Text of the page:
For decades now, the debate over the benefits of organically grown foods vs. conventionally grown foods has gone on. In the early days of the natural foods industry, the primary discussion centered on removing the chemicals (and more recently, the GMO’s) to prevent them from affecting the health of the environment and farm workers, and to avoid the residues left on and in the foods grown. At Good Earth, we have always maintained the belief that organically grown foods are safer for human health, better for the environment, and more nutritious for human consumption. As time passed, the hazardous effects of the chemicals used in conventional farming on the people exposed to them, as well as the surrounding environment, have been well documented. It is the belief that organically grown foods are more densely nutritious that seems to draw the most opposition from conventional and corporate farming.
However, in recent years, there have been hundreds of studies showing the increased nutrient density in organically farmed foods, across a wide range of nutritional components. In 2008, a study co-authored by Washington State University research professor Dr. Charles Benbrook, and including European and US researchers, reviewed 343 comparative studies between organic and conventional crops. From these, 97 studies were determined to be applicable, 94 of which were deemed valid comparisons of 11 primary nutrients. Within those 94 studies, were 236 matched pairs compared.
The resulting data showed the organically grown sample to be superior in nutrient density in 61% of the pairs studied. In over 25% of those matched pairs, the organically grown samples showed a 31% higher nutrient density than their conventional counterpart. So clear were these results, it led Dr. Benbrook to conclude, “This shows clearly that organically grown fruits, vegetables and grains deliver tangible nutrition and food safety benefits”.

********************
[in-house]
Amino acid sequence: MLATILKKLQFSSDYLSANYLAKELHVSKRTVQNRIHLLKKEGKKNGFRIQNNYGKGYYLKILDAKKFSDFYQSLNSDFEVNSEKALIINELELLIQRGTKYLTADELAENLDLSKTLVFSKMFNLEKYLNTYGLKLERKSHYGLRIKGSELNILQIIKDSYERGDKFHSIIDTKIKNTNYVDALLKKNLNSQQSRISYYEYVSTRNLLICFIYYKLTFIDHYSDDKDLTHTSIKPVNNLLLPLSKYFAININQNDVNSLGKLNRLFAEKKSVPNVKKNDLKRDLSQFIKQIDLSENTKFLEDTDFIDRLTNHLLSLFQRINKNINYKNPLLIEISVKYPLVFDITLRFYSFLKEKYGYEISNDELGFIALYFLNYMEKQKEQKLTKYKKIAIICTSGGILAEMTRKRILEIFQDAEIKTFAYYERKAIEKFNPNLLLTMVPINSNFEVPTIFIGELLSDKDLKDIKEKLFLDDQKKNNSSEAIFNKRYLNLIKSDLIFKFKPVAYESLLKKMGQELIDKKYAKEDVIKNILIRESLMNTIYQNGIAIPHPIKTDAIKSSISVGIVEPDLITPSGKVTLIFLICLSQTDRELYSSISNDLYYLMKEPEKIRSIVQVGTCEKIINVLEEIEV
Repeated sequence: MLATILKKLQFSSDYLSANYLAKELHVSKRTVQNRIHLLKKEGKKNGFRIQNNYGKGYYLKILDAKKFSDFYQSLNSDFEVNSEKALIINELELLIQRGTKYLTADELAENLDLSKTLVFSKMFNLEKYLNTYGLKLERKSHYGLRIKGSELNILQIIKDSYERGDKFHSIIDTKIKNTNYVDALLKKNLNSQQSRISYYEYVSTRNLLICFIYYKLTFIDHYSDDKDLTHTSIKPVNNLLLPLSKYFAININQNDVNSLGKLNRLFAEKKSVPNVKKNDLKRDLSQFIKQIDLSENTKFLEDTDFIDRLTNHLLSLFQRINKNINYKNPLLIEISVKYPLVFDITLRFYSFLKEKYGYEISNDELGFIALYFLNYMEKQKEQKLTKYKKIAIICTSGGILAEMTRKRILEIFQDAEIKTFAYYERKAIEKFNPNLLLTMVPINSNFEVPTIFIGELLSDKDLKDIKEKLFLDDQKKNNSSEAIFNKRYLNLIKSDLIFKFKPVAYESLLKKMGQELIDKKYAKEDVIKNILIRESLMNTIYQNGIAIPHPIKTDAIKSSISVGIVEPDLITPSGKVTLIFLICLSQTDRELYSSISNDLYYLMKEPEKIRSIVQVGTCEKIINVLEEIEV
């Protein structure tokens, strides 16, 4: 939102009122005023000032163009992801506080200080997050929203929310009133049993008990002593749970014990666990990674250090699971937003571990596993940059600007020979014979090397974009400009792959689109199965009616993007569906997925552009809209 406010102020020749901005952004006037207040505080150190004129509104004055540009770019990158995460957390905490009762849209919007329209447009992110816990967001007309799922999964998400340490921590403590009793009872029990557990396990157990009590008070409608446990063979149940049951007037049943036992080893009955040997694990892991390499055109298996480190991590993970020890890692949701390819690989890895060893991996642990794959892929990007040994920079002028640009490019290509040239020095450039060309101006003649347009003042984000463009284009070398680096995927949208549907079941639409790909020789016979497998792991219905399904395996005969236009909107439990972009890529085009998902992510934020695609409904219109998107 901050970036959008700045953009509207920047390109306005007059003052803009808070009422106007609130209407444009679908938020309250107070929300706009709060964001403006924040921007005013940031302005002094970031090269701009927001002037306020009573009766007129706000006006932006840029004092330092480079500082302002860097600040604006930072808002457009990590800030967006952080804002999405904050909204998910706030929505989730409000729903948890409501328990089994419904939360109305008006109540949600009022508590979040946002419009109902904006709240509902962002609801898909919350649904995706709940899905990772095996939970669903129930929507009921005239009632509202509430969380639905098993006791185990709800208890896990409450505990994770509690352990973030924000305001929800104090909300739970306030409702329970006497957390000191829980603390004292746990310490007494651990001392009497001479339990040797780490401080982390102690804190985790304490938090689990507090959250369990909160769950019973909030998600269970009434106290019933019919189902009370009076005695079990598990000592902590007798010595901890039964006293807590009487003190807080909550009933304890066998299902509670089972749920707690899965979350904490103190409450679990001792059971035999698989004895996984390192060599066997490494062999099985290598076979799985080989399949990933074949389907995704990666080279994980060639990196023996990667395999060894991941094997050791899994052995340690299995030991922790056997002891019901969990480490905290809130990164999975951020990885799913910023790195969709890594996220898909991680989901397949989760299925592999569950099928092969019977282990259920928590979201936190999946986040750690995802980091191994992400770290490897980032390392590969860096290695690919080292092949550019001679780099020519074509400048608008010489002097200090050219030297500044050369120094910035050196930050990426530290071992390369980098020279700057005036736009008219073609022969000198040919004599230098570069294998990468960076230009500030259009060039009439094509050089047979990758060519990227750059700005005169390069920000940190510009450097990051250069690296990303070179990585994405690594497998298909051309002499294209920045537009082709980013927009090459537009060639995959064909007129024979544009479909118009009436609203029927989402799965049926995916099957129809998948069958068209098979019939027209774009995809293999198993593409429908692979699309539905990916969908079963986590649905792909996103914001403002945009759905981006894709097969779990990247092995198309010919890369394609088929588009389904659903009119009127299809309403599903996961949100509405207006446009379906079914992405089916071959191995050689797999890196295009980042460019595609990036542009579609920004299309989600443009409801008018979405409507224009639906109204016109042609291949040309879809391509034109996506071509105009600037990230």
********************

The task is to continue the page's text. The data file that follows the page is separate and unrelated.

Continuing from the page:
The benefits of organic farming are supported by nutritional studies on conventional produce, as well. A UC Davis study published in 2004, reveals an alarming decline in nutrient density occurring between 1950 and 1999. It showed a 20% decline in vitamin C in 43 different garden crops, as well as declines from 5% to 35% in protein, calcium, phosphorus, iron, vitamin A, and riboflavin. In the wake of these results, there have been multiple studies showing the growing difference in nutrient density between organically grown and conventionally grown foods, particularly in the area of antioxidant capacity. We see results showing increased antioxidants in organic citrus fruits (Tarozzi, 2006) and organic red wines (Di Renzo, 2007). In fact, in a long-term study at UC Davis (Mitchell, 2007), organic tomatoes showed 79% higher levels of quercetin, and 97% higher levels of kaempferol than in conventionally grown tomatoes. At Good Earth, we have always maintained that organic foods are superior to conventional in every aspect, and we now have the science to validate the claim.